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I Made it to Arlington This work has been published in the Teen Ink monthly print magazine.

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     One day while flipping through the radio, I heard an especially emotional song. It was about a man who had died in war telling his father that he should be proud because he had made it to Arlington. This song made me think about how quick death can be. And then I wondered what Arlington National Cemetery was really like. This year I finally visited with my class.

Walking through the visitors center, Arlington National Cemetery didn’t seem so special. I didn’t even feel like I was there until I saw the graves - 300,000 of them - and then the feeling of nothingness turned to sadness. These people had all died for what they believed.

Our guide started pointing out the servicemen and women who had received Medals of Honor and other awards. Each headstone is inscribed with the war the soldier fought in, which made it all the more real. These people are remembered for what they did for our great country and their numbers grow constantly, with an average 28 funerals every day at Arlington.

We then went to President and Jackie Kennedy’s gravesite, where an eternal flame burns. It was magnificent and very emotional.

Then we climbed a steep hill to Robert E. Lee’s house, which overlooks the cemetery. Standing in the garden, we watched two students re-enact what Lee told his wife when he decided to join the Confederate army.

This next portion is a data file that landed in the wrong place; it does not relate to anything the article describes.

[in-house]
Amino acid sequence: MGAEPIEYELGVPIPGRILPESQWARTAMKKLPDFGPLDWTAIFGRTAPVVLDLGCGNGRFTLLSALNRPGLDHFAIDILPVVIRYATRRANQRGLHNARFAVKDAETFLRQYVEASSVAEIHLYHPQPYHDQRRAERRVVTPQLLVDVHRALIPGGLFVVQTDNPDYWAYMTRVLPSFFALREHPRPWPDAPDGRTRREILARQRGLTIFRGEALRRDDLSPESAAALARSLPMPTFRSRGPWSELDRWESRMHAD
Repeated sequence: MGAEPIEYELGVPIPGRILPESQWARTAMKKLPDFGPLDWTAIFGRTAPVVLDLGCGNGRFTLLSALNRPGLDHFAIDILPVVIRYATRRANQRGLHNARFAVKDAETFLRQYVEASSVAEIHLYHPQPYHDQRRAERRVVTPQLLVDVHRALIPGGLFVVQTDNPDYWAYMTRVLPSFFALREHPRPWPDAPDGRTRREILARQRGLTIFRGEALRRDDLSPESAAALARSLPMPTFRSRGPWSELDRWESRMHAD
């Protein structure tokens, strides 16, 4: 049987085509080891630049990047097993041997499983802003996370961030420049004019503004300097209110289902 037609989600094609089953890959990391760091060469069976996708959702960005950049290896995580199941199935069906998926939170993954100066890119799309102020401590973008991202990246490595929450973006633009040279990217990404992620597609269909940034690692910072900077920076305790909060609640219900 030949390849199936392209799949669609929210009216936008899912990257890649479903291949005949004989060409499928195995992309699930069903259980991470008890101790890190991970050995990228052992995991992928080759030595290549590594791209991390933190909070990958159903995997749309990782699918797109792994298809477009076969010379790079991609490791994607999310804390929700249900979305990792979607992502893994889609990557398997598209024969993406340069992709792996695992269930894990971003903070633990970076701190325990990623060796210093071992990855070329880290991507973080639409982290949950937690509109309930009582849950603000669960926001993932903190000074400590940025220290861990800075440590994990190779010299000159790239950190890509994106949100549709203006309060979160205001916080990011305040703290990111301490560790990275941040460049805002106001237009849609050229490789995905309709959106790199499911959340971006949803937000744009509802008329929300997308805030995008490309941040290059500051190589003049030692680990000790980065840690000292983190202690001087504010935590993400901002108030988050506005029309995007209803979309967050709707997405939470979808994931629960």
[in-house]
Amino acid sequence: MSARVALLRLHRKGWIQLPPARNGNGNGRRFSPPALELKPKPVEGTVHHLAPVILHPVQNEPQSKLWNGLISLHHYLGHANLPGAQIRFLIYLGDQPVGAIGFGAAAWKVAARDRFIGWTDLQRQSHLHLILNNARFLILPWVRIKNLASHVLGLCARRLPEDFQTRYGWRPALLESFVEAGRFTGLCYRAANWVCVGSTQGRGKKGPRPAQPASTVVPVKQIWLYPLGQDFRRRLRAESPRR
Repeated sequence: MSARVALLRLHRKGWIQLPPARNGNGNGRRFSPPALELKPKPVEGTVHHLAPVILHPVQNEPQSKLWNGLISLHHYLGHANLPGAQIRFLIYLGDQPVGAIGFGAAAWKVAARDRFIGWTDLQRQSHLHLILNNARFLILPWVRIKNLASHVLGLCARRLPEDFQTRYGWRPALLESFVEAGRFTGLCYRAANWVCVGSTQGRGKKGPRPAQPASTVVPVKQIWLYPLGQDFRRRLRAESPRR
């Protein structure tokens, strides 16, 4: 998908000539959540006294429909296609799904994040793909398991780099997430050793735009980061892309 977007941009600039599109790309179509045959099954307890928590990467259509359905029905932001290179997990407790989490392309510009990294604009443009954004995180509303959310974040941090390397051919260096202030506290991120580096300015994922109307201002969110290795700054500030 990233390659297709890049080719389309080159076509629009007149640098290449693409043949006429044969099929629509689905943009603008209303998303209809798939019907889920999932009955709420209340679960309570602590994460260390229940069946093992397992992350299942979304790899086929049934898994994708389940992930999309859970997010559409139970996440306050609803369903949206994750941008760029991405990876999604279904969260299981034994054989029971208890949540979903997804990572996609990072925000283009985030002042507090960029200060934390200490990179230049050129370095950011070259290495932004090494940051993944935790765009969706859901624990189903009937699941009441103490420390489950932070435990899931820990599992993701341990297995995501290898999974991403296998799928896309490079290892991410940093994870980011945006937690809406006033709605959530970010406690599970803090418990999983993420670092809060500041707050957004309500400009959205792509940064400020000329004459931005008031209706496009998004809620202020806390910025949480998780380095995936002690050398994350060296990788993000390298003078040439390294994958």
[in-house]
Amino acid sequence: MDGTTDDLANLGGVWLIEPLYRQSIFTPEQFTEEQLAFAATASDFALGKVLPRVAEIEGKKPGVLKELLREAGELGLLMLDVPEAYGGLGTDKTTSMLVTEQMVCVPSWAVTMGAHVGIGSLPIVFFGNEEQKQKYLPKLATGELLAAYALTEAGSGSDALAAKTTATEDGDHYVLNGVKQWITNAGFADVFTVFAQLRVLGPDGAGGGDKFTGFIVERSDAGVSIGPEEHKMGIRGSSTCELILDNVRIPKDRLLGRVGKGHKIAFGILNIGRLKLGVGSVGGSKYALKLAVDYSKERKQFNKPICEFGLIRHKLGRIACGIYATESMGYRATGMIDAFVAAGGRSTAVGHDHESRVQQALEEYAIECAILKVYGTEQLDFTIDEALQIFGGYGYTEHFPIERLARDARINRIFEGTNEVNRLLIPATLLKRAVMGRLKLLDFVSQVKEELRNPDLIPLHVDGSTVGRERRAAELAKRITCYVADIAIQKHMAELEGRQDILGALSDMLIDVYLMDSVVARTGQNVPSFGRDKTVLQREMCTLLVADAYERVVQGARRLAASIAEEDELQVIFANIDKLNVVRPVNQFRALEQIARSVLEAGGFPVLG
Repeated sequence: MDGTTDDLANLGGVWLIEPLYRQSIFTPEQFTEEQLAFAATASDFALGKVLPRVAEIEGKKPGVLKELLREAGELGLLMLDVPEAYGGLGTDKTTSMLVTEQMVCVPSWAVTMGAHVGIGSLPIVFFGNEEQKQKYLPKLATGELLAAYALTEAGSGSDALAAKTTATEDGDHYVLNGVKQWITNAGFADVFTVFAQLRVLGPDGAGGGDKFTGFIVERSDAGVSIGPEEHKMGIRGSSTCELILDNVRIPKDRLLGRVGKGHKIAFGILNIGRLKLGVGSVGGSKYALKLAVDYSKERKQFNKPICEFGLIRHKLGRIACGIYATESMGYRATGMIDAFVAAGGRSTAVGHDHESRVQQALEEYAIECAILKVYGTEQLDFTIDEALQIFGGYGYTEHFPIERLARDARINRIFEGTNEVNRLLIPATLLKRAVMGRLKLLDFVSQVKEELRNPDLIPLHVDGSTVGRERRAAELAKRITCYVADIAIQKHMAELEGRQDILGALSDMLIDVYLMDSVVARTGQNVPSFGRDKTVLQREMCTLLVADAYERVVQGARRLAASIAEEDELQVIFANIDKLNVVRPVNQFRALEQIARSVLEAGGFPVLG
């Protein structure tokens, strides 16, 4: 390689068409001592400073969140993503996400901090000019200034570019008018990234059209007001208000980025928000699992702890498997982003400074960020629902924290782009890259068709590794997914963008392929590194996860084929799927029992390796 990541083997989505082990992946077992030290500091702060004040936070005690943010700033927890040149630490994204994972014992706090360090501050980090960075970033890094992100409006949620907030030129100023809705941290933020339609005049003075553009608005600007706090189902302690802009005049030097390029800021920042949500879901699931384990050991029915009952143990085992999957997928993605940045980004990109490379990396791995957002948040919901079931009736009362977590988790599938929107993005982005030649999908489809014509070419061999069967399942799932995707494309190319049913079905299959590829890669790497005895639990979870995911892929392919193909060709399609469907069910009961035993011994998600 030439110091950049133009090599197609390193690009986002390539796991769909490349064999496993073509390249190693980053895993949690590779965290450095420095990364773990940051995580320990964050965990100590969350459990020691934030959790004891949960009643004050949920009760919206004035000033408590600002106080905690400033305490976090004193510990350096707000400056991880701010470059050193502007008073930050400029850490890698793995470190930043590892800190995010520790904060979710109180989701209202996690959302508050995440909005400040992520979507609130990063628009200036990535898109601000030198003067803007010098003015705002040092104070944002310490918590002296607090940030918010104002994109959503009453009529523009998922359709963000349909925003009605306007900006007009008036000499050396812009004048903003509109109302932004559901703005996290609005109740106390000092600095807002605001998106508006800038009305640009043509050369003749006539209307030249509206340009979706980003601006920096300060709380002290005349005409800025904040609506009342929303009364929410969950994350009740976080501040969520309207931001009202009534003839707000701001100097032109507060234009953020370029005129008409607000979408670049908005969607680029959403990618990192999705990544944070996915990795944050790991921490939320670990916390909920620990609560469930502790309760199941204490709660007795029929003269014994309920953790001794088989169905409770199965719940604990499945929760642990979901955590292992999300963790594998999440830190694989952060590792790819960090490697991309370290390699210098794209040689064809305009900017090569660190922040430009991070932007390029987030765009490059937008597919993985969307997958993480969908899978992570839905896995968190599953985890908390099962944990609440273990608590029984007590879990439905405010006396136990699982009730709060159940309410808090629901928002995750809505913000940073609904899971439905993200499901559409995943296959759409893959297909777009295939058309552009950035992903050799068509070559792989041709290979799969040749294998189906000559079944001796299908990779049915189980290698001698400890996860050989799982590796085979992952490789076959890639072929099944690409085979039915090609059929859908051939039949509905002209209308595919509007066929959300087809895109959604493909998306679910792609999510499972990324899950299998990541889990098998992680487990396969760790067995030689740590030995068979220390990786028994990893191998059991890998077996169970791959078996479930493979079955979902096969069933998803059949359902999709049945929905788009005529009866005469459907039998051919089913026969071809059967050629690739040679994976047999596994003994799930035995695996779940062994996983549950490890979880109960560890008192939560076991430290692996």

Then we went down the hill just to go back up another to the most famous spot in the cemetery: the Tomb of the Unknown Soldier. Along the way we stopped at Audie Murphy’s grave, the most decorated World War II combat soldier.

As we walked down the steps to sit and observe the Tomb of the Unknown Soldier, I started to feel more pride for our country than ever before. I also felt sad for those who don’t know where their children are because of war.

Just as I was getting comfortable, a guard came over and spoke so intensely that I almost fell over. He told us to stand for the changing of the guards ceremony. It was completely silent, almost eerie. Then it was time for the wreath-laying ceremony our school participates in every year. Our four class officers have this honor and it made me feel special and proud of our class.

As we walked back to the buses, I kept thinking about all those in the cemetery, their families, and what they must have gone through.

After visiting Arlington National Cemetery, I appreciate our servicemen and women even more and feel more patriotic than ever. I can also say, though in a different way than in the song, that I made it to Arlington.

This work has been published in the Teen Ink monthly print magazine. This piece has been published in Teen Ink’s monthly print magazine.






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singergurl12 This work has been published in the Teen Ink monthly print magazine. said...
Jan. 5, 2011 at 7:06 pm
i really like this- it was really cool and has great imagery- i ecspecially like the last line and how you tied it back to the song and the beginning, it really gives it closure. great work!
 
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